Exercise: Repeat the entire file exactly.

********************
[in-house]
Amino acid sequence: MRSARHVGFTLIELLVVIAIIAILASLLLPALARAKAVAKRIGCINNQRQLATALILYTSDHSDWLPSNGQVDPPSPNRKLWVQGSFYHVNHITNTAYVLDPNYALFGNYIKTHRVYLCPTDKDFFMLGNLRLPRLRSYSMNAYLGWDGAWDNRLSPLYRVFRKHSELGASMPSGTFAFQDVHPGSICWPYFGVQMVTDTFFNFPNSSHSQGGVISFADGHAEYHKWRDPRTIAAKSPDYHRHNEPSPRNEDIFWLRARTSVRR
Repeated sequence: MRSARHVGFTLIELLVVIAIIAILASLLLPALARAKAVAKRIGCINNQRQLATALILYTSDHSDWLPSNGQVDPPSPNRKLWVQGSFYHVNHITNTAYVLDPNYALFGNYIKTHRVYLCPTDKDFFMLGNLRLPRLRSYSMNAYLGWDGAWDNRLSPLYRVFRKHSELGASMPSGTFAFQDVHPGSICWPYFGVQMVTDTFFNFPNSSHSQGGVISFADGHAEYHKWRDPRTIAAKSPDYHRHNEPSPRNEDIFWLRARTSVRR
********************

[in-house]
Amino acid sequence: MRSARHVGFTLIELLVVIAIIAILASLLLPALARAKAVAKRIGCINNQRQLATALILYTSDHSDWLPSNGQVDPPSPNRKLWVQGSFYHVNHITNTAYVLDPNYALFGNYIKTHRVYLCPTDKDFFMLGNLRLPRLRSYSMNAYLGWDGAWDNRLSPLYRVFRKHSELGASMPSGTFAFQDVHPGSICWPYFGVQMVTDTFFNFPNSSHSQGGVISFADGHAEYHKWRDPRTIAAKSPDYHRHNEPSPRNEDIFWLRARTSVRR
Repeated sequence: MRSARHVGFTLIELLVVIAIIAILASLLLPALARAKAVAKRIGCINNQRQLATALILYTSDHSDWLPSNGQVDPPSPNRKLWVQGSFYHVNHITNTAYVLDPNYALFGNYIKTHRVYLCPTDKDFFMLGNLRLPRLRSYSMNAYLGWDGAWDNRLSPLYRVFRKHSELGASMPSGTFAFQDVHPGSICWPYFGVQMVTDTFFNFPNSSHSQGGVISFADGHAEYHKWRDPRTIAAKSPDYHRHNEPSPRNEDIFWLRARTSVRR